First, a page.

Are free range eggs good for you

Free-range and free-range eggs: what you should know about them

Eggs are one of the most popular foods, and Germans eat around 225 eggs every year. When buying, you should definitely pay attention to the way the laying hens are kept, because there are big differences here. Learn what you should know about free-range and free-range eggs from this article.

Barn eggs: you need to know that

Floor housing is the most common type of housing, around 65 percent of laying hens live under these conditions.

  • The animals live in a demarcated area of ​​around 1.1 square meters, and the cages are often stacked on top of each other. There is no question of running out.
  • Fattening hens do not live long, after about five to seven weeks they are slaughtered.
  • Depending on the weight of the hens, up to 26 animals live on one square meter at the end of the fattening period.
  • Beaks are shortened so that the animals cannot injure each other.
  • Antibiotics are used en masse to prevent epidemics.

Free range: the conditions

Free range chickens make up about 15 percent of all laying hens. Here, however, the conditions do not differ very much from those of floor housing.

  • Here, too, an area of ​​1.1 square meters is available to each animal. The difference, however, is that the hens also have a four square meter free range.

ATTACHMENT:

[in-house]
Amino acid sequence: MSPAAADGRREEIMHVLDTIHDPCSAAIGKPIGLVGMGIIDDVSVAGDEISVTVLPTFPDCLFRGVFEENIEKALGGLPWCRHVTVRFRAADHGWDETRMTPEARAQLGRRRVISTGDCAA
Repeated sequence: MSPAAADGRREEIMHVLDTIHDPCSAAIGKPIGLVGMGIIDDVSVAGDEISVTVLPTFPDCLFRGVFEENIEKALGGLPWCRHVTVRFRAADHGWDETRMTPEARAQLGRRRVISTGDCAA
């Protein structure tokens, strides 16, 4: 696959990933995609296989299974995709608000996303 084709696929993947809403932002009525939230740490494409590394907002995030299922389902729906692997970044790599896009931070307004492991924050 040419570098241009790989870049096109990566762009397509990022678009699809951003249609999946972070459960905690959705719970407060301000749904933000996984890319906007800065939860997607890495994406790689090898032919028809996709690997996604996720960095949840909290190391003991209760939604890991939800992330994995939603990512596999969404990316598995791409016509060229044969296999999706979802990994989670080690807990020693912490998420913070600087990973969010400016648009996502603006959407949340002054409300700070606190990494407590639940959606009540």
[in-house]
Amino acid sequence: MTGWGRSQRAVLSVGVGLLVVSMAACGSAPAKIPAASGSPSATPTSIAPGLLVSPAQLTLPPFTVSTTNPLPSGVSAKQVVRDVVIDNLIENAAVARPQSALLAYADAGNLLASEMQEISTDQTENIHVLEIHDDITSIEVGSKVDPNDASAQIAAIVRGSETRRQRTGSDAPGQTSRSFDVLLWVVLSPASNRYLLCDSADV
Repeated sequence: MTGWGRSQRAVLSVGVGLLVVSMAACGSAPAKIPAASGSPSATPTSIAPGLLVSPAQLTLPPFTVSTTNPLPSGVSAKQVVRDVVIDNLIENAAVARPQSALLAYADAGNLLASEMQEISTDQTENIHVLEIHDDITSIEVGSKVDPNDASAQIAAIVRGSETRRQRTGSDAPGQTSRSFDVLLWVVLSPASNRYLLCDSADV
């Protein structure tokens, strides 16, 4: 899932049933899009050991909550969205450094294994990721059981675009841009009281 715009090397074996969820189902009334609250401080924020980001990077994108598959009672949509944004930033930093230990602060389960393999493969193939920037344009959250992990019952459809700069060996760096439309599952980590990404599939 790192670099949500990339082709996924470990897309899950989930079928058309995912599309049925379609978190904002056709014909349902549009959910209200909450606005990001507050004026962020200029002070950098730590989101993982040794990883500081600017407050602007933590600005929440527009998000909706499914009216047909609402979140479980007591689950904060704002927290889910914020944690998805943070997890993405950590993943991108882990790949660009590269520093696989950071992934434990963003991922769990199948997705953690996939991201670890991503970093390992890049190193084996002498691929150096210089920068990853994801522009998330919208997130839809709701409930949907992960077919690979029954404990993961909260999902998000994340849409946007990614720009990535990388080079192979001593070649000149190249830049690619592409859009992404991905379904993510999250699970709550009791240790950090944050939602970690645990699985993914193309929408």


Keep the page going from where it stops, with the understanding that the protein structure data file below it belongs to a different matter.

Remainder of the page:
• As with floor hens, the life expectancy of the animals is a maximum of seven weeks.
  • In this type of keeping, the beaks are also shortened under cruel conditions. In addition, the animals are stuffed full of antibiotics.

Appropriate alternative: organic eggs

With 8.3 percent, organic farming has the lowest share. The quality of life of the laying hens is much higher here than with other types of husbandry.

  • Most of the animals live in the open air, so they take in more sunlight and fresh food. As a result, the eggs have a higher vitamin D content than cage and free-range eggs.
  • Genetic engineering is not allowed in organic farming, so sick animals are cared for with the help of herbal medicinal substances. The feed is also produced strictly in accordance with organic regulations and thus gives the eggs a better quality.
  • The taste of organic eggs is usually particularly intense. One of the reasons for this is that the animals are not fed corn or food supplements.
  • You can recognize real organic eggs by the European organic seal. Goods with this seal of approval comply with EU legislation and are guaranteed to come from organic farming.
  • Even better: buy your eggs from a regional farm you trust. Here you can get an idea of ​​the posture for yourself. In addition, these eggs are usually a little cheaper than the competition from the supermarket.

In our next practical tip you can read how you can recognize milk from species-appropriate husbandry.